A Dictionary And Magazine Stand
The accompanying picture shows a stand that is intended primarily for holding a large-size dictionary. The shelves may be utilized for holding books, magazines or sheet music. It will stand wear best if made of some hard wood, such as oak. Of the soft woods chestnut has the best grain for finishing, being hardly distinguishable from red oak.
The following pieces will be necessary:
- 2 sides, 3/4 by 16 by 38-1/2 in., S-4-S.
- 1 shelf, 3/4 by 15-1/2 by 21 in., S-2-S.
- 1 shelf, 3/4 by 14 by 17 in., S-2-S.
- 1 shelf, 3/4 by 13-1/2 by 21 in., S-2-S.
- 1 top, 3/4 by 13 by 17 in., S-2-S.
- 1 lip, 3/8 by 3/4 by 17 in., S-4-S.
- 8 keys, 3/4 by 1 by 3-1/2 in., S-2-S.
Begin work on the sides by preparing a joint edge on each piece and from this square up the lower ends and square lines across the inner surfaces  to indicate the positions of the lower edges of the shelves.
Next, smooth off the mill marks from the broad surfaces of the shelves and square them to size on one edge and the two ends.
Detail of the Dictionary and Magazine Stand
Stand Made in Oak
Return to the side pieces and lay out the outline, but do not cut to these lines until the gains and mortises which are to receive the ends of the shelves and their tenons have been laid out and cut. Laying out these outlines at this time is done so as to  give the exact width the shelves are to have. These dimensions can be determined by measuring across the sides between the outlines at the points where the shelves are to be placed.
The shelves which have no tenons are to be let into the sides 1/4 in. They should be shouldered 1/2 in. back from the edge so that the groove will not show on the face.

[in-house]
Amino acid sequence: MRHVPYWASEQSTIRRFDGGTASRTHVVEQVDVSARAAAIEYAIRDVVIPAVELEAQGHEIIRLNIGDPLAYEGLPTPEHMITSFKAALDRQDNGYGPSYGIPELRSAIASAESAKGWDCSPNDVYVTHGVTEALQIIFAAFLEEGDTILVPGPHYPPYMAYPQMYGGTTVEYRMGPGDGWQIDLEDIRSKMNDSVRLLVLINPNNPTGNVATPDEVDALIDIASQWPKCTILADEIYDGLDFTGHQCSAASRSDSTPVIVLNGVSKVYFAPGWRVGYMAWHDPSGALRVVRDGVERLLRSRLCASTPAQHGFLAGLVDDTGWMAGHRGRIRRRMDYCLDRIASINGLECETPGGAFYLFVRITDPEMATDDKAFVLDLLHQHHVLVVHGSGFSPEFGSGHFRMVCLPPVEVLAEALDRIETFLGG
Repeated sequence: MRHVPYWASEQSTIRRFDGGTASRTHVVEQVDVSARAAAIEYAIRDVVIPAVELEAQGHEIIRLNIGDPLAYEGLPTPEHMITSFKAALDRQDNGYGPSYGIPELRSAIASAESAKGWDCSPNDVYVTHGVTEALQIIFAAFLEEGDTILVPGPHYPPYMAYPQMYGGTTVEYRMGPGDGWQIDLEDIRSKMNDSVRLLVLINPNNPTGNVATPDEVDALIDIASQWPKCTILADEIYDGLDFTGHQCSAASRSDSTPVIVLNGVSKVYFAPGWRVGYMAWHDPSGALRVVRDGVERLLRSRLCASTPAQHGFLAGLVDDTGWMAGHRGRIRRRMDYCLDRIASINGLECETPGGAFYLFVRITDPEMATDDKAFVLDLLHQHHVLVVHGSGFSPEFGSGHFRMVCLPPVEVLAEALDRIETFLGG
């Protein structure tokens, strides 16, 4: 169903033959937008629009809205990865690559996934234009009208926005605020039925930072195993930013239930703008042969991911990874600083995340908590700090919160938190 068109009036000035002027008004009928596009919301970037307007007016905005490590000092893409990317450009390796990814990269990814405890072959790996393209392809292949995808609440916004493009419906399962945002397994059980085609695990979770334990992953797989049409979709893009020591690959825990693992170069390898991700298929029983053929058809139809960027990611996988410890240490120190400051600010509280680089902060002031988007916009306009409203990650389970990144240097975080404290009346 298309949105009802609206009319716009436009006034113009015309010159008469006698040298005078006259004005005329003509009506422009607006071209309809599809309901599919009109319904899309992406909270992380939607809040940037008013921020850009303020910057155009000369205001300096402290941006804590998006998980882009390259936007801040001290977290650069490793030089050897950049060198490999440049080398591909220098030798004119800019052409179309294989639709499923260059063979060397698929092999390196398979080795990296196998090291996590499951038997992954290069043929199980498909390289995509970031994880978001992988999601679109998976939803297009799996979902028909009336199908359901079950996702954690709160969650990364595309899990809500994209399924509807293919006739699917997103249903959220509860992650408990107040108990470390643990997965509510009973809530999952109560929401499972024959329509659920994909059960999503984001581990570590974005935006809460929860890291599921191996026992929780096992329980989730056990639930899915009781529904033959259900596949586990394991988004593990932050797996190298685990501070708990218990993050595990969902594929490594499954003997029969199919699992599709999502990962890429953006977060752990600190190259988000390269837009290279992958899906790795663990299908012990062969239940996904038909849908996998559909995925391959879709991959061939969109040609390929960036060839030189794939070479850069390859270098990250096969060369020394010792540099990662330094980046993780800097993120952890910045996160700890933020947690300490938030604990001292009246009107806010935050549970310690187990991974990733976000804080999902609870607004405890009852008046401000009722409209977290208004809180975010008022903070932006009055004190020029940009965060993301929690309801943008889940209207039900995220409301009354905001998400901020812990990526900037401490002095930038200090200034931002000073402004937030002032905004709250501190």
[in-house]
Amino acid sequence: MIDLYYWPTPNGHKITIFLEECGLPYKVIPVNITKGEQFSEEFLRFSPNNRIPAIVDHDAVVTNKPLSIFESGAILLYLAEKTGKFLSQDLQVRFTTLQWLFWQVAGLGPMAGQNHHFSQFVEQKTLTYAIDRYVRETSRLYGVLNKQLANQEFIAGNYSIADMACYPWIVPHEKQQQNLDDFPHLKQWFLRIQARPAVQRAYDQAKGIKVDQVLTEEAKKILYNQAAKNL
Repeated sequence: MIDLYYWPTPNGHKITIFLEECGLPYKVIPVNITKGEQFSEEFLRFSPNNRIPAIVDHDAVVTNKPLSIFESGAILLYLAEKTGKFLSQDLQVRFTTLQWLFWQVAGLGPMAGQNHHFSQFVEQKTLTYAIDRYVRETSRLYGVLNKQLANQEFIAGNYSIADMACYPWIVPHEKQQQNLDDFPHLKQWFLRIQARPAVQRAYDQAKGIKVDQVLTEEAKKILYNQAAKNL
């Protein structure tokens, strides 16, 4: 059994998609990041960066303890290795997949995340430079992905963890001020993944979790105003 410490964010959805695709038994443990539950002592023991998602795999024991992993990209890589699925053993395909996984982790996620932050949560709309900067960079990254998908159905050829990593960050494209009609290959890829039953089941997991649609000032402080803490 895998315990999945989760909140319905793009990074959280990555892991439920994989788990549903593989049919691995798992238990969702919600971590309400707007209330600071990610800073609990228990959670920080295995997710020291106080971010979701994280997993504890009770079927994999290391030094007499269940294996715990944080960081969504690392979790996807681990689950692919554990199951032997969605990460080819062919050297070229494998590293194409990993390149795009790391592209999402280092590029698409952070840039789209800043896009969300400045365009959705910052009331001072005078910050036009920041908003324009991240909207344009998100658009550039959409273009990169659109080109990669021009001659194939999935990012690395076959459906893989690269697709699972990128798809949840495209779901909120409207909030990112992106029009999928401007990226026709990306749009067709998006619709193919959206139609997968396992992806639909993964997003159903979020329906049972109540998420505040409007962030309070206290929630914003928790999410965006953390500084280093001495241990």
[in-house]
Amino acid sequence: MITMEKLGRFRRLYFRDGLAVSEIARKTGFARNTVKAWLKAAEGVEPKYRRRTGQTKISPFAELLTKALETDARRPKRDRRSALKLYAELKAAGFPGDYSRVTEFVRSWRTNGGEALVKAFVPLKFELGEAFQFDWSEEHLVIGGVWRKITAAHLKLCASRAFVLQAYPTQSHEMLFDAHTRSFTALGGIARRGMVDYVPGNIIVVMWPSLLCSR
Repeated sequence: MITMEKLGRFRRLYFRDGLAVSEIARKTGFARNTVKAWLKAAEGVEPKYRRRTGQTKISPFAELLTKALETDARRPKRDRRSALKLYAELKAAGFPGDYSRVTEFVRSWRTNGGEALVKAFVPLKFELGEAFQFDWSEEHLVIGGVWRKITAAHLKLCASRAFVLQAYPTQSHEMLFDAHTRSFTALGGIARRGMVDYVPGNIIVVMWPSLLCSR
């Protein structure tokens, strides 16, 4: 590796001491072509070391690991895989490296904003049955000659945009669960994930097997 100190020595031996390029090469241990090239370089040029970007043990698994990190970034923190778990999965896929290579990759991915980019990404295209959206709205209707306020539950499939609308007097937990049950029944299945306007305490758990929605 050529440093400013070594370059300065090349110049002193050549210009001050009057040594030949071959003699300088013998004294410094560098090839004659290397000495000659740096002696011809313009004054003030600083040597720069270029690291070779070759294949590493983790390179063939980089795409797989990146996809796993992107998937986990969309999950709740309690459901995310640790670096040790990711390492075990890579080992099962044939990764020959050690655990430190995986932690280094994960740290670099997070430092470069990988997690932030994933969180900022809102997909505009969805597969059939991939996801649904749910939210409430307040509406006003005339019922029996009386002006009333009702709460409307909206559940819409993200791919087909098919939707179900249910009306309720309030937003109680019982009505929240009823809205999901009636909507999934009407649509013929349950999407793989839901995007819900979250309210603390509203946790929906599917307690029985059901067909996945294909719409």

The lip on the front of the top shelf may be fastened by means of very small brads, the heads of which should be covered with putty, colored to match the finish.
A suitable finish may be obtained as follows:
First see that all the mill marks are removed, using a smooth plane and steel scraper and sandpaper, then apply a coat of cathedral-oak water stain. When dry, sandpaper lightly, using No. 00 paper. Apply a second coat of stain, diluting it by the addition of an equal volume of water. This is to produce a stronger contrast. Sand this lightly and put on a very thin coat of shellac to bind the filler and to prevent the stain in the filler which follows from discoloring the high lights. Sand this lightly and put on a coat of paste filler according to the directions that will be found on the can. This filler should be colored in the following proportions: Light paste filler, 20 lb.; Van Dyke brown, 1 lb. After the filler has hardened, sand it lightly and put on a coat of orange shellac. Follow this with several coats of some good rubbing varnish. The first coats should be rubbed with haircloth or curled hair, and the last with powdered pumice stone and raw linseed or crude oil.
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